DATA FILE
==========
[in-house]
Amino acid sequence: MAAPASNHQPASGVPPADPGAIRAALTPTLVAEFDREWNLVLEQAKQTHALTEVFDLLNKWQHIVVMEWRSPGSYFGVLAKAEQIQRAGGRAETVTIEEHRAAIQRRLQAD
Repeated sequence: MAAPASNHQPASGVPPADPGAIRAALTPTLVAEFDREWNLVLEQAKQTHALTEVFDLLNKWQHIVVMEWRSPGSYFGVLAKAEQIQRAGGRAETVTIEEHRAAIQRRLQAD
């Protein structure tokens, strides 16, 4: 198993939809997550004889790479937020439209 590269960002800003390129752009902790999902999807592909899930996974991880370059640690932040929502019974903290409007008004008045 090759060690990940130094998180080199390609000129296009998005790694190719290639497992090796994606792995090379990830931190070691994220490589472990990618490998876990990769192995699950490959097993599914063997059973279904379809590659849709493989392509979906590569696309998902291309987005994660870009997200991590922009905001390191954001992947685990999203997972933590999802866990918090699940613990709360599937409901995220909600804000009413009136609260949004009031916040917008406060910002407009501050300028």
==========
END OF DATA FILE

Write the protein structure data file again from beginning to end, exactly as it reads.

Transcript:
[in-house]
Amino acid sequence: MAAPASNHQPASGVPPADPGAIRAALTPTLVAEFDREWNLVLEQAKQTHALTEVFDLLNKWQHIVVMEWRSPGSYFGVLAKAEQIQRAGGRAETVTIEEHRAAIQRRLQAD
Repeated sequence: MAAPASNHQPASGVPPADPGAIRAALTPTLVAEFDREWNLVLEQAKQTHALTEVFDLLNKWQHIVVMEWRSPGSYFGVLAKAEQIQRAGGRAETVTIEEHRAAIQRRLQAD
């Protein structure tokens, strides 16, 4: 198993939809997550004889790479937020439209 590269960002800003390129752009902790999902999807592909899930996974991880370059640690932040929502019974903290409007008004008045 090759060690990940130094998180080199390609000129296009998005790694190719290639497992090796994606792995090379990830931190070691994220490589472990990618490998876990990769192995699950490959097993599914063997059973279904379809590659849709493989392509979906590569696309998902291309987005994660870009997200991590922009905001390191954001992947685990999203997972933590999802866990918090699940613990709360599937409901995220909600804000009413009136609260949004009031916040917008406060910002407009501050300028």